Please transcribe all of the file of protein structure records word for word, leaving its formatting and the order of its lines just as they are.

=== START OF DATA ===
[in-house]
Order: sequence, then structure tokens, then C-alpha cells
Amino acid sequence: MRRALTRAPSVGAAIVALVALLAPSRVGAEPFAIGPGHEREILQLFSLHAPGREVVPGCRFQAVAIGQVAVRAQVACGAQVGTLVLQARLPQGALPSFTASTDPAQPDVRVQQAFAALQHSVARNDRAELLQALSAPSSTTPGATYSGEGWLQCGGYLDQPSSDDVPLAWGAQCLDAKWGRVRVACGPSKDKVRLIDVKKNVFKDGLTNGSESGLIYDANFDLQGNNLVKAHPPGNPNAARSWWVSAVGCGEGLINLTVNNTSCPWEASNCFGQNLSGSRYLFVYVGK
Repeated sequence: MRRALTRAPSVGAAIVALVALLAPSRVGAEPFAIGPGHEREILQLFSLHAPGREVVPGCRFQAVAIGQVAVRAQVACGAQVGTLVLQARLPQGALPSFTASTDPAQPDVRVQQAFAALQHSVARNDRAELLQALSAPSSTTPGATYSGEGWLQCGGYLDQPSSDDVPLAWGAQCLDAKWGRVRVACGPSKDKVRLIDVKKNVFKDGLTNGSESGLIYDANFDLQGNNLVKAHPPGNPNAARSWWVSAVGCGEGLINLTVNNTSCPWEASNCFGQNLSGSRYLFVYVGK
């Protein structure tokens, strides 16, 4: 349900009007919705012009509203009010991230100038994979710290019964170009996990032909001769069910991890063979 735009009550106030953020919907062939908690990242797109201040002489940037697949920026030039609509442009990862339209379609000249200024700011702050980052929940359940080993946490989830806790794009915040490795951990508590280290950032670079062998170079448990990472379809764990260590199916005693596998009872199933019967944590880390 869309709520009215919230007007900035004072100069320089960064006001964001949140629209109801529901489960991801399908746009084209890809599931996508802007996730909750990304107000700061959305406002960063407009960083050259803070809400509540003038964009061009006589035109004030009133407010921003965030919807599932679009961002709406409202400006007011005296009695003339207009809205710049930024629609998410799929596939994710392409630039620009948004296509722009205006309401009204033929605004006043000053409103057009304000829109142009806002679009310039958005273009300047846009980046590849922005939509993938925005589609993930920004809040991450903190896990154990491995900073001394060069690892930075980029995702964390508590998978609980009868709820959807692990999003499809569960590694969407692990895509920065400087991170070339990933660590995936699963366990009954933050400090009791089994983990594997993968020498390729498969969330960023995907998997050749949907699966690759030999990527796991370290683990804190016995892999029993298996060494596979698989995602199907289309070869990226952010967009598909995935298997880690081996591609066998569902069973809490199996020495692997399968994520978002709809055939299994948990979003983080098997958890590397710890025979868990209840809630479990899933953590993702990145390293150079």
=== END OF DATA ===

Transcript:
[in-house]
Order: sequence, then structure tokens, then C-alpha cells
Amino acid sequence: MRRALTRAPSVGAAIVALVALLAPSRVGAEPFAIGPGHEREILQLFSLHAPGREVVPGCRFQAVAIGQVAVRAQVACGAQVGTLVLQARLPQGALPSFTASTDPAQPDVRVQQAFAALQHSVARNDRAELLQALSAPSSTTPGATYSGEGWLQCGGYLDQPSSDDVPLAWGAQCLDAKWGRVRVACGPSKDKVRLIDVKKNVFKDGLTNGSESGLIYDANFDLQGNNLVKAHPPGNPNAARSWWVSAVGCGEGLINLTVNNTSCPWEASNCFGQNLSGSRYLFVYVGK
Repeated sequence: MRRALTRAPSVGAAIVALVALLAPSRVGAEPFAIGPGHEREILQLFSLHAPGREVVPGCRFQAVAIGQVAVRAQVACGAQVGTLVLQARLPQGALPSFTASTDPAQPDVRVQQAFAALQHSVARNDRAELLQALSAPSSTTPGATYSGEGWLQCGGYLDQPSSDDVPLAWGAQCLDAKWGRVRVACGPSKDKVRLIDVKKNVFKDGLTNGSESGLIYDANFDLQGNNLVKAHPPGNPNAARSWWVSAVGCGEGLINLTVNNTSCPWEASNCFGQNLSGSRYLFVYVGK
């Protein structure tokens, strides 16, 4: 349900009007919705012009509203009010991230100038994979710290019964170009996990032909001769069910991890063979 735009009550106030953020919907062939908690990242797109201040002489940037697949920026030039609509442009990862339209379609000249200024700011702050980052929940359940080993946490989830806790794009915040490795951990508590280290950032670079062998170079448990990472379809764990260590199916005693596998009872199933019967944590880390 869309709520009215919230007007900035004072100069320089960064006001964001949140629209109801529901489960991801399908746009084209890809599931996508802007996730909750990304107000700061959305406002960063407009960083050259803070809400509540003038964009061009006589035109004030009133407010921003965030919807599932679009961002709406409202400006007011005296009695003339207009809205710049930024629609998410799929596939994710392409630039620009948004296509722009205006309401009204033929605004006043000053409103057009304000829109142009806002679009310039958005273009300047846009980046590849922005939509993938925005589609993930920004809040991450903190896990154990491995900073001394060069690892930075980029995702964390508590998978609980009868709820959807692990999003499809569960590694969407692990895509920065400087991170070339990933660590995936699963366990009954933050400090009791089994983990594997993968020498390729498969969330960023995907998997050749949907699966690759030999990527796991370290683990804190016995892999029993298996060494596979698989995602199907289309070869990226952010967009598909995935298997880690081996591609066998569902069973809490199996020495692997399968994520978002709809055939299994948990979003983080098997958890590397710890025979868990209840809630479990899933953590993702990145390293150079």